“We have a lot of great science and technology at the weather office with radar and satellite observations, but we're missing one component, that 'ground truth' describing what’s happening below the clouds that radar can’t detect,” said Entrekin.

He explains it's because the earth's curvature causes a radar beam to point higher up into the clouds and away from the ground the farther it gets from its source.

Every day, the Boulder NWS office will publish its “Hazardous Weather Outlook” to “give spotters a feel for what we’re expecting on a given day,” he said.

It will include a “spotter activation statement” at the end that will tell volunteers where and when they might be needed.

Colorado has three National Weather Service offices with the other two being in Grand Junction and Pueblo.

An office in Goodland, Kansas, is responsible for covering parts of Colorado's Eastern Plains.

Spotters working with the Boulder office are mostly concentrated along the Front Range from Denver up to Fort Collins, but numbers dwindle as you get out on the plains.

So, Scott Entrekin and his colleagues rely on people like Dakota McGee, who lives in Iliff, Colorado, in the northeast corner of the state.

McGee, who is in his late 20s and drives a car adorned with storm chaser decals, describes himself as both a spotter and a chaser.

He says he’s taken between ten and 12 SKYWARN courses over the last six to seven years.

Like Paul Thompson, he too was frightened by lightning as a child but came to love severe weather.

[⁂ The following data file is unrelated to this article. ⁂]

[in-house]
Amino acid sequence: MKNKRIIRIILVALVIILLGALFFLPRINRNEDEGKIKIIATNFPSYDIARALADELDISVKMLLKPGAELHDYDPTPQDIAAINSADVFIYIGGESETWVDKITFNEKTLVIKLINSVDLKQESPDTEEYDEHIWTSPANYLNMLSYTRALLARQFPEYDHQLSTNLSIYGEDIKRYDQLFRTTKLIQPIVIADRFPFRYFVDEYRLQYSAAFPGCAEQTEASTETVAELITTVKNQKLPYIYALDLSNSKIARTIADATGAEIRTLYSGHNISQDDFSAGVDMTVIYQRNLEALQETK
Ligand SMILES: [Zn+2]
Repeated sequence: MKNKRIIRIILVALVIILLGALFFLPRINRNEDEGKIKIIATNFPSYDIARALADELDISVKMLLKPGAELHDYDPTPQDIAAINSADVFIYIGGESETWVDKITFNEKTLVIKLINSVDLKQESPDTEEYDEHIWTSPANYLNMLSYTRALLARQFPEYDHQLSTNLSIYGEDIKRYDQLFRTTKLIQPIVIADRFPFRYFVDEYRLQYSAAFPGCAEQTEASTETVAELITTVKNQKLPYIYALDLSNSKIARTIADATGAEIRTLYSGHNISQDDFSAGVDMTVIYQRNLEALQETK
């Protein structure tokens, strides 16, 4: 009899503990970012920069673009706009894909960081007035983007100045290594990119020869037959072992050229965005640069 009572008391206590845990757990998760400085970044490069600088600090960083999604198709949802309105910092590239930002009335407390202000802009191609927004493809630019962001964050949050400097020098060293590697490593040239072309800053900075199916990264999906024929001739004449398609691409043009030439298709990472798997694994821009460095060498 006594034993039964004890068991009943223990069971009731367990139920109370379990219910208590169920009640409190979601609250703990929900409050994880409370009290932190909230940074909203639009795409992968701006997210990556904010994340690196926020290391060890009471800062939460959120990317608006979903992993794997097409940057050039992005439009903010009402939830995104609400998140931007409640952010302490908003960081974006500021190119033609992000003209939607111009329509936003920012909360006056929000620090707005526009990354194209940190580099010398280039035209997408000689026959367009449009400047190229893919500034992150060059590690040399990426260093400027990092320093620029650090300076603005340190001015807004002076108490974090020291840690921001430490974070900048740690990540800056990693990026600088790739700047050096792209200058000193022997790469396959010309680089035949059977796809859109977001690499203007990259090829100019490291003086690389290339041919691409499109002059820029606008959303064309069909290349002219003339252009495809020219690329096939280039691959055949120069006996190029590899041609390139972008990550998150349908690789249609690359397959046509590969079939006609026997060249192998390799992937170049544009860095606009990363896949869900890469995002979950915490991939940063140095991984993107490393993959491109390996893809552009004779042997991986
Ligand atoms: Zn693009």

I met him in Fort Morgan, a ranching and farming community about 80 miles northeast of Denver.

To my disappointment, and honestly relief, the skies are blue with puffy white clouds to the west, but in Dakota McGee’s mind, those cumulus clouds, the basis for thunderstorms, look promising.

As moisture increases, he says, they’ll build into “one of those big cauliflower-like clouds” that mean business.

McGee doesn’t just look to the horizon to decide if it’s going to be a so-called “chase day.”

In the morning, he’ll look at atmosphere conditions like dew points and moisture and he’ll also consult the Storm Prediction Center (SPC) outlook, specifically its HRRR forecast, which he says is “a computer guess of where they think storms are going to be.”

He will pore over other models as well, such as from the College of DuPage, which puts out information daily.

After that, he’ll pick a target and try to get there, usually an hour, maybe two hours, ahead of when a storm is “supposed to fire.”